BLAIRSVILLE, Ga. (AP) -- A Ku Klux Klan group wants to join Georgia's "Adopt-A-Highway" program for litter removal, which could force state officials to make difficult decisions on the application.
State officials could be forced to choose between approving the request, denying it and facing a likely legal fight or ending the state's 23-year-old Adopt-A-Highway program. The program features road signs for groups who volunteer to help beautify state highways.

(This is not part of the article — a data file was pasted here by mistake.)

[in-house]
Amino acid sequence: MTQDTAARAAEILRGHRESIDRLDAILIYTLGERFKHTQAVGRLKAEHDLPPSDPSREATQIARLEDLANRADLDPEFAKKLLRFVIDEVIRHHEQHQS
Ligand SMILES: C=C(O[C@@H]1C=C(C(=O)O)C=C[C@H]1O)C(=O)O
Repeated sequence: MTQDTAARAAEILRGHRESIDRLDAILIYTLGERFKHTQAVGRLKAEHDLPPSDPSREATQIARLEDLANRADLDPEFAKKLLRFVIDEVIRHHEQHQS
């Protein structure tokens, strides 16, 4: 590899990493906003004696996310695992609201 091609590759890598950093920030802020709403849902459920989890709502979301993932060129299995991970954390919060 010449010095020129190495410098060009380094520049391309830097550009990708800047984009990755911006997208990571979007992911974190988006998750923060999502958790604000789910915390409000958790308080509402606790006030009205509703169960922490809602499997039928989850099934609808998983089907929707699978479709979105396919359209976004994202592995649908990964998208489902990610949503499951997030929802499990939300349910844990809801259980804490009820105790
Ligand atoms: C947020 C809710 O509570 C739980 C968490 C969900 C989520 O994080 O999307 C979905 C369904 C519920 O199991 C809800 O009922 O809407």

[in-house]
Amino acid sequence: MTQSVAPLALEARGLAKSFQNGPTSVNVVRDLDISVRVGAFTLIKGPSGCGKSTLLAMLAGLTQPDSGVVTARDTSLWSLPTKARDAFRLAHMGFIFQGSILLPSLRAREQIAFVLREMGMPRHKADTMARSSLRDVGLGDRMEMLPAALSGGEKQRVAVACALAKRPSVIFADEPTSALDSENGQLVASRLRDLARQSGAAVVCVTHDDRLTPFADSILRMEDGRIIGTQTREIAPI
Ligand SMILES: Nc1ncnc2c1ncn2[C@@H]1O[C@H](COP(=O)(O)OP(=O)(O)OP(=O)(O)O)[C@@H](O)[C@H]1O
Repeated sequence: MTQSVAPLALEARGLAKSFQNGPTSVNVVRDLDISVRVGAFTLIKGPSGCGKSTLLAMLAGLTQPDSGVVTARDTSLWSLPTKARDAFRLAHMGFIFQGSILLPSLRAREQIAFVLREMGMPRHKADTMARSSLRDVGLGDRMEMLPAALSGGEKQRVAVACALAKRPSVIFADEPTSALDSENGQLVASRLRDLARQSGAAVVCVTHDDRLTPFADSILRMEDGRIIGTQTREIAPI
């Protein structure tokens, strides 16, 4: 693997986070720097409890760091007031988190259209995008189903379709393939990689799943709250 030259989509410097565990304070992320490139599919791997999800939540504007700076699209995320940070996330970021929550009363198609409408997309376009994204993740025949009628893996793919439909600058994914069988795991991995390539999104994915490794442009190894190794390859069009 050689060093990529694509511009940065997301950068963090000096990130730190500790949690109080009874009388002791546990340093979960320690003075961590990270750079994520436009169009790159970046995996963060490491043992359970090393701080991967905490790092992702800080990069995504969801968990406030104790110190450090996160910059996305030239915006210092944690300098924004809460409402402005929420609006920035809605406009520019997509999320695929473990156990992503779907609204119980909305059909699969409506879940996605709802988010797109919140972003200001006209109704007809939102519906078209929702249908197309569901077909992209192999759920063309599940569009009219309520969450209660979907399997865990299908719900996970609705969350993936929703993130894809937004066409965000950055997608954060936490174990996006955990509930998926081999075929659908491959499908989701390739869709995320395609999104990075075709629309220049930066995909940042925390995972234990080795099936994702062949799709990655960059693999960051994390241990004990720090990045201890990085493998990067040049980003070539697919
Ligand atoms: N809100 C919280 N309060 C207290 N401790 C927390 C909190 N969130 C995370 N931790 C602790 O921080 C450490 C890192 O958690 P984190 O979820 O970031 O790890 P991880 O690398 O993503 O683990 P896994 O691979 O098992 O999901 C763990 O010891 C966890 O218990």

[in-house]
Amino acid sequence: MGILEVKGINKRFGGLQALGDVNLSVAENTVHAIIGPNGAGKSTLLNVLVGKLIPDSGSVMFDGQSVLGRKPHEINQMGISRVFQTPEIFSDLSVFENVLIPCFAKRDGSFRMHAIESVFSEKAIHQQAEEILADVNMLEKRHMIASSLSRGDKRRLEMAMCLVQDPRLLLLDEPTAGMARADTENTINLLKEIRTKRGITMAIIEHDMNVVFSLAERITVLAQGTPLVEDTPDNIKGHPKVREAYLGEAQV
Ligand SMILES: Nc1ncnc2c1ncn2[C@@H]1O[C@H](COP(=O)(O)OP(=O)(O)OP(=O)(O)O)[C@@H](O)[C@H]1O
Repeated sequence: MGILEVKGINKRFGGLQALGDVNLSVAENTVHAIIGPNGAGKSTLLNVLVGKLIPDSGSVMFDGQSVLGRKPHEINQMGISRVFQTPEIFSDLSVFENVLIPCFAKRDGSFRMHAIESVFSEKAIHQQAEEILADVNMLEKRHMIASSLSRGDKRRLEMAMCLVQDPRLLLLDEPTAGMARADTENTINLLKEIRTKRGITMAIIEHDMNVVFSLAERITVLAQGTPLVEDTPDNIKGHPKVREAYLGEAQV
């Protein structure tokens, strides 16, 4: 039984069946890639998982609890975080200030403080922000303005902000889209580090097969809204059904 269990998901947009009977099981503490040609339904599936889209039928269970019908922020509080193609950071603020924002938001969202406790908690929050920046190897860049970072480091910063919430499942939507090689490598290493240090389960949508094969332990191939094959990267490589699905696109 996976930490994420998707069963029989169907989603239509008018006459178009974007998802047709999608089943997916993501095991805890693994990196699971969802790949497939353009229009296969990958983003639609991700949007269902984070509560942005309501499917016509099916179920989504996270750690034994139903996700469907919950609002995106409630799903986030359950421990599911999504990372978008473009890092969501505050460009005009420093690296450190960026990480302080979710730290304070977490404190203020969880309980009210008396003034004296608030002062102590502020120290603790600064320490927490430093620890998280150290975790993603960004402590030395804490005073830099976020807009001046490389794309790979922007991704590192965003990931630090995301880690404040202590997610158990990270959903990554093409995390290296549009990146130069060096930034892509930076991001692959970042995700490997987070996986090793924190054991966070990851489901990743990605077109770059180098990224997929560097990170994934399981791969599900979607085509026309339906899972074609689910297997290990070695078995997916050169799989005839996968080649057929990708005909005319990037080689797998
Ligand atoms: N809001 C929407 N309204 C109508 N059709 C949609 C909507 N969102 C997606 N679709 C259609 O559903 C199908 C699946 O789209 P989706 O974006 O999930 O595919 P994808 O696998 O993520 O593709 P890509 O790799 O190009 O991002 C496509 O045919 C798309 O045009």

At issue is an application filed by International Keystone Knights of the Ku Klux Klan Union County involving a one-mile stretch of Ga. 515 in the Appalachian Mountains.
The Georgia Department of Transportation is reviewing the request. State officials plan to meet with lawyers from the state Attorney General's Office on Monday to decide how to proceed.
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